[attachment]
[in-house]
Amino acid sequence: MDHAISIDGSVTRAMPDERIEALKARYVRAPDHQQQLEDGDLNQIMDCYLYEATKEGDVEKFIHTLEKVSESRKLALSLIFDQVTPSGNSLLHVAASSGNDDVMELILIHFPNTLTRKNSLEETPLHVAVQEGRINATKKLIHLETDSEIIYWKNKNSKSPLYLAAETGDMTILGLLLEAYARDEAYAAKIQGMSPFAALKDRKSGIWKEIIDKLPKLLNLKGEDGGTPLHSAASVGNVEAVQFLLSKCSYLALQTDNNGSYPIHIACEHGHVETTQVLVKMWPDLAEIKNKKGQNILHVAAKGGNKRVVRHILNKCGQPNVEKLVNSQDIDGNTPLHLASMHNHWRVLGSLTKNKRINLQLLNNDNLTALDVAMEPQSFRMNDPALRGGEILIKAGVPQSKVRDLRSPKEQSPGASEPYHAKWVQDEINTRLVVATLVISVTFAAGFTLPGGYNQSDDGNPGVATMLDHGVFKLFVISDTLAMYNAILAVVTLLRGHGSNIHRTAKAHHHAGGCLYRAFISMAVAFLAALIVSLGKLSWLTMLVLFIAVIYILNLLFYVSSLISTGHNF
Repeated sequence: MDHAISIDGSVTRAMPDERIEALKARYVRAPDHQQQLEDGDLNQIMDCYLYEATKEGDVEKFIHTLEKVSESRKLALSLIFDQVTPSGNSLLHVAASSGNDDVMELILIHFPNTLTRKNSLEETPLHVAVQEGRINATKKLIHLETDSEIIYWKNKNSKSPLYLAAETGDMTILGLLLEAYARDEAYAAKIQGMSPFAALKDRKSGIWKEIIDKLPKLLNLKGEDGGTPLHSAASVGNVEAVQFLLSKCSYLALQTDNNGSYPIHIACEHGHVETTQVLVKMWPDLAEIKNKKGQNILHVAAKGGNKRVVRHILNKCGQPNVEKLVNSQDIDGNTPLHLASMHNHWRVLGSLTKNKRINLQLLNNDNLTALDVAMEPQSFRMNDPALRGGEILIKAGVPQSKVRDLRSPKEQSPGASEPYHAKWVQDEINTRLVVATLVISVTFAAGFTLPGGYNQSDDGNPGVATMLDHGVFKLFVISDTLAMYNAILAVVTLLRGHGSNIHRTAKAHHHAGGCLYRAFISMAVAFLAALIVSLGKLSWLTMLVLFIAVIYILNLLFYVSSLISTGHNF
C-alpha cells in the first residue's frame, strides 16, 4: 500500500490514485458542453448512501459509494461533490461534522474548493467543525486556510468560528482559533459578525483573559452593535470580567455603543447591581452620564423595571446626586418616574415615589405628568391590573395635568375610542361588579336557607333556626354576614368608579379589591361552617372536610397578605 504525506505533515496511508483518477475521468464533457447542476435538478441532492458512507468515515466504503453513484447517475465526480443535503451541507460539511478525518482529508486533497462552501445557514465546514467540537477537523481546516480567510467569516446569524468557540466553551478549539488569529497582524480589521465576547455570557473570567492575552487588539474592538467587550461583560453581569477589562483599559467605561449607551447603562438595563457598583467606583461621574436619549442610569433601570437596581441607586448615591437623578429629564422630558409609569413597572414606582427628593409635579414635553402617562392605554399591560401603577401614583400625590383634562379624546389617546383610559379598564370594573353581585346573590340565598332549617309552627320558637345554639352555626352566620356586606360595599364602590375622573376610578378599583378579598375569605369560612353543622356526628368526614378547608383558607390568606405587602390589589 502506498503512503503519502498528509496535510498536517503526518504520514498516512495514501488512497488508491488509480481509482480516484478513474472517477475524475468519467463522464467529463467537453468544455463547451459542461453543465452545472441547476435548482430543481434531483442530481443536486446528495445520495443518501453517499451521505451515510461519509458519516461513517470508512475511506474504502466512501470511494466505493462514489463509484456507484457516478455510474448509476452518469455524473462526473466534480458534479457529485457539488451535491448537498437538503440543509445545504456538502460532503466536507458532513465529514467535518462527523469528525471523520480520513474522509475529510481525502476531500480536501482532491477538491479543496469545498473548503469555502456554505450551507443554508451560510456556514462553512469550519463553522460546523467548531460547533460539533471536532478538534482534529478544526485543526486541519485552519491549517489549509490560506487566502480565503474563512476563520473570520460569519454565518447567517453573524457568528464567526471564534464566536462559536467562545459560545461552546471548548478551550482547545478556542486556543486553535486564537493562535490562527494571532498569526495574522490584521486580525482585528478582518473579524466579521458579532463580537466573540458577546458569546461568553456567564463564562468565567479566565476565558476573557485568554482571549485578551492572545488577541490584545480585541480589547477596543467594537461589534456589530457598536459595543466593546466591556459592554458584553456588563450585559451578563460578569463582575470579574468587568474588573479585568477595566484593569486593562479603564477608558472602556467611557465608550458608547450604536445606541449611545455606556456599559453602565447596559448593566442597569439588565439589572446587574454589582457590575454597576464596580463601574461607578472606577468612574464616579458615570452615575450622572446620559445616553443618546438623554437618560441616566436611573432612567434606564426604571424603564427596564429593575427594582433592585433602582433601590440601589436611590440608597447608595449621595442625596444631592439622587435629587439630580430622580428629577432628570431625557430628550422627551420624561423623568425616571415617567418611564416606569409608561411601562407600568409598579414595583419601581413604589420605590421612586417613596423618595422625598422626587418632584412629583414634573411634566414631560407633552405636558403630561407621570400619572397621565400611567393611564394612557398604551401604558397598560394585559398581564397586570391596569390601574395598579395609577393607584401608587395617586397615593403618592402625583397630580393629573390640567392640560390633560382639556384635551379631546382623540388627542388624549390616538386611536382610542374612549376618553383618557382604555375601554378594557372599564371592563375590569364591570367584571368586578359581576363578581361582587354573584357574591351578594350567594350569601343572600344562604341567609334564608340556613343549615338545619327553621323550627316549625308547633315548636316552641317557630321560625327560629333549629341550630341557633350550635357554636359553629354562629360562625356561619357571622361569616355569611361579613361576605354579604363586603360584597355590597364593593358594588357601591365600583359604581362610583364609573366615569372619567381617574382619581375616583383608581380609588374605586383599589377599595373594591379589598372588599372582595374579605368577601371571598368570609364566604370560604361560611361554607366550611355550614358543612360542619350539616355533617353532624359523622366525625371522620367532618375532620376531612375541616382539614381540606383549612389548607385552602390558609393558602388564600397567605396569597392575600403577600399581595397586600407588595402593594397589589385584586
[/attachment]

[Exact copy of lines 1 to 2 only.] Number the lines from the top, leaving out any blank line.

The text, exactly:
[in-house]
Amino acid sequence: MDHAISIDGSVTRAMPDERIEALKARYVRAPDHQQQLEDGDLNQIMDCYLYEATKEGDVEKFIHTLEKVSESRKLALSLIFDQVTPSGNSLLHVAASSGNDDVMELILIHFPNTLTRKNSLEETPLHVAVQEGRINATKKLIHLETDSEIIYWKNKNSKSPLYLAAETGDMTILGLLLEAYARDEAYAAKIQGMSPFAALKDRKSGIWKEIIDKLPKLLNLKGEDGGTPLHSAASVGNVEAVQFLLSKCSYLALQTDNNGSYPIHIACEHGHVETTQVLVKMWPDLAEIKNKKGQNILHVAAKGGNKRVVRHILNKCGQPNVEKLVNSQDIDGNTPLHLASMHNHWRVLGSLTKNKRINLQLLNNDNLTALDVAMEPQSFRMNDPALRGGEILIKAGVPQSKVRDLRSPKEQSPGASEPYHAKWVQDEINTRLVVATLVISVTFAAGFTLPGGYNQSDDGNPGVATMLDHGVFKLFVISDTLAMYNAILAVVTLLRGHGSNIHRTAKAHHHAGGCLYRAFISMAVAFLAALIVSLGKLSWLTMLVLFIAVIYILNLLFYVSSLISTGHNF